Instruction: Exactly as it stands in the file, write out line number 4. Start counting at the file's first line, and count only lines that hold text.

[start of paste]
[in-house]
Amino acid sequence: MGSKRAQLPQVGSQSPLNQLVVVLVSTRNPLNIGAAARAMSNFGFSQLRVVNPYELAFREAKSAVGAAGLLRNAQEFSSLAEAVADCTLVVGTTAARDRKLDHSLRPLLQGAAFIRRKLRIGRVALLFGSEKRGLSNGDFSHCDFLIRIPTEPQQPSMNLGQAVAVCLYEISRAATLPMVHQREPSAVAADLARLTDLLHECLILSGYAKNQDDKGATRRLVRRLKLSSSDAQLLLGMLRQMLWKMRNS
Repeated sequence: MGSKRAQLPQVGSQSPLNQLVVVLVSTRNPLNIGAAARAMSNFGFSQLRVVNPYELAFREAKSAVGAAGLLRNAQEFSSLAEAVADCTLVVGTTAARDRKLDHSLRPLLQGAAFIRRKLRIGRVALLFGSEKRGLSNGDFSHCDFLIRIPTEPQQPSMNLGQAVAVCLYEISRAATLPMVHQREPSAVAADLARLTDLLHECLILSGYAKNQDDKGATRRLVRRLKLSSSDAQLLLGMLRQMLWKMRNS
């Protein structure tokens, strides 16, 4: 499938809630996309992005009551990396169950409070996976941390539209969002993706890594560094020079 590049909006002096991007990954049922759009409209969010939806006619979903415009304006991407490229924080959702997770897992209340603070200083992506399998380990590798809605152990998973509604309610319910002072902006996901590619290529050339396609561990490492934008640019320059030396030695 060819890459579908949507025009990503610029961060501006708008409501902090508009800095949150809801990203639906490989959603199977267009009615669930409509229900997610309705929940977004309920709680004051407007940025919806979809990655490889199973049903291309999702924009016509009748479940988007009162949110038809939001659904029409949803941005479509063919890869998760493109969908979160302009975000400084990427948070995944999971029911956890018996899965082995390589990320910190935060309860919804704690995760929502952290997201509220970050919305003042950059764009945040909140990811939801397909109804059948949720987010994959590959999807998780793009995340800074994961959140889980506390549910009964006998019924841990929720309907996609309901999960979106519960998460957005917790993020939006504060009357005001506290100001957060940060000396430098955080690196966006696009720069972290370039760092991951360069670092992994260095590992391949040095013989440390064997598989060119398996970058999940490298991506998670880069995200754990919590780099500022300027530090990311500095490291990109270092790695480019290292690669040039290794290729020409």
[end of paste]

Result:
């Protein structure tokens, strides 16, 4: 499938809630996309992005009551990396169950409070996976941390539209969002993706890594560094020079 590049909006002096991007990954049922759009409209969010939806006619979903415009304006991407490229924080959702997770897992209340603070200083992506399998380990590798809605152990998973509604309610319910002072902006996901590619290529050339396609561990490492934008640019320059030396030695 060819890459579908949507025009990503610029961060501006708008409501902090508009800095949150809801990203639906490989959603199977267009009615669930409509229900997610309705929940977004309920709680004051407007940025919806979809990655490889199973049903291309999702924009016509009748479940988007009162949110038809939001659904029409949803941005479509063919890869998760493109969908979160302009975000400084990427948070995944999971029911956890018996899965082995390589990320910190935060309860919804704690995760929502952290997201509220970050919305003042950059764009945040909140990811939801397909109804059948949720987010994959590959999807998780793009995340800074994961959140889980506390549910009964006998019924841990929720309907996609309901999960979106519960998460957005917790993020939006504060009357005001506290100001957060940060000396430098955080690196966006696009720069972290370039760092991951360069670092992994260095590992391949040095013989440390064997598989060119398996970058999940490298991506998670880069995200754990919590780099500022300027530090990311500095490291990109270092790695480019290292690669040039290794290729020409």